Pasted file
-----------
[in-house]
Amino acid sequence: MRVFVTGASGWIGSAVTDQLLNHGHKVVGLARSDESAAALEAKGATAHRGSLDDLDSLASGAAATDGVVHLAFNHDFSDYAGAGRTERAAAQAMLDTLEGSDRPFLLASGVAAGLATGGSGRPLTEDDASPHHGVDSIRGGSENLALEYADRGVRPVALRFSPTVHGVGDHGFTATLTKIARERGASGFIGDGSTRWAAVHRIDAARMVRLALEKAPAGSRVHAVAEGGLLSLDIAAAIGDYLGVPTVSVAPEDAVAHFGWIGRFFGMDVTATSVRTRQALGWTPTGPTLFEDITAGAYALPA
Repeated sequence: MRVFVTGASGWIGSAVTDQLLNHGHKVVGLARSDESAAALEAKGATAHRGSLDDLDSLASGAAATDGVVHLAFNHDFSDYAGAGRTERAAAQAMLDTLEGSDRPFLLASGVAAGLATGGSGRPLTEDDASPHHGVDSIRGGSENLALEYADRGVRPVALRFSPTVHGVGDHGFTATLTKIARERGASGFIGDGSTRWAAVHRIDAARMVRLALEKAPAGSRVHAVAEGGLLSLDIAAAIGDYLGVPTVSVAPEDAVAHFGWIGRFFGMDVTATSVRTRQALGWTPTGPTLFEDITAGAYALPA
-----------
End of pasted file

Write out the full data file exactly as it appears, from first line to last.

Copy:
[in-house]
Amino acid sequence: MRVFVTGASGWIGSAVTDQLLNHGHKVVGLARSDESAAALEAKGATAHRGSLDDLDSLASGAAATDGVVHLAFNHDFSDYAGAGRTERAAAQAMLDTLEGSDRPFLLASGVAAGLATGGSGRPLTEDDASPHHGVDSIRGGSENLALEYADRGVRPVALRFSPTVHGVGDHGFTATLTKIARERGASGFIGDGSTRWAAVHRIDAARMVRLALEKAPAGSRVHAVAEGGLLSLDIAAAIGDYLGVPTVSVAPEDAVAHFGWIGRFFGMDVTATSVRTRQALGWTPTGPTLFEDITAGAYALPA
Repeated sequence: MRVFVTGASGWIGSAVTDQLLNHGHKVVGLARSDESAAALEAKGATAHRGSLDDLDSLASGAAATDGVVHLAFNHDFSDYAGAGRTERAAAQAMLDTLEGSDRPFLLASGVAAGLATGGSGRPLTEDDASPHHGVDSIRGGSENLALEYADRGVRPVALRFSPTVHGVGDHGFTATLTKIARERGASGFIGDGSTRWAAVHRIDAARMVRLALEKAPAGSRVHAVAEGGLLSLDIAAAIGDYLGVPTVSVAPEDAVAHFGWIGRFFGMDVTATSVRTRQALGWTPTGPTLFEDITAGAYALPA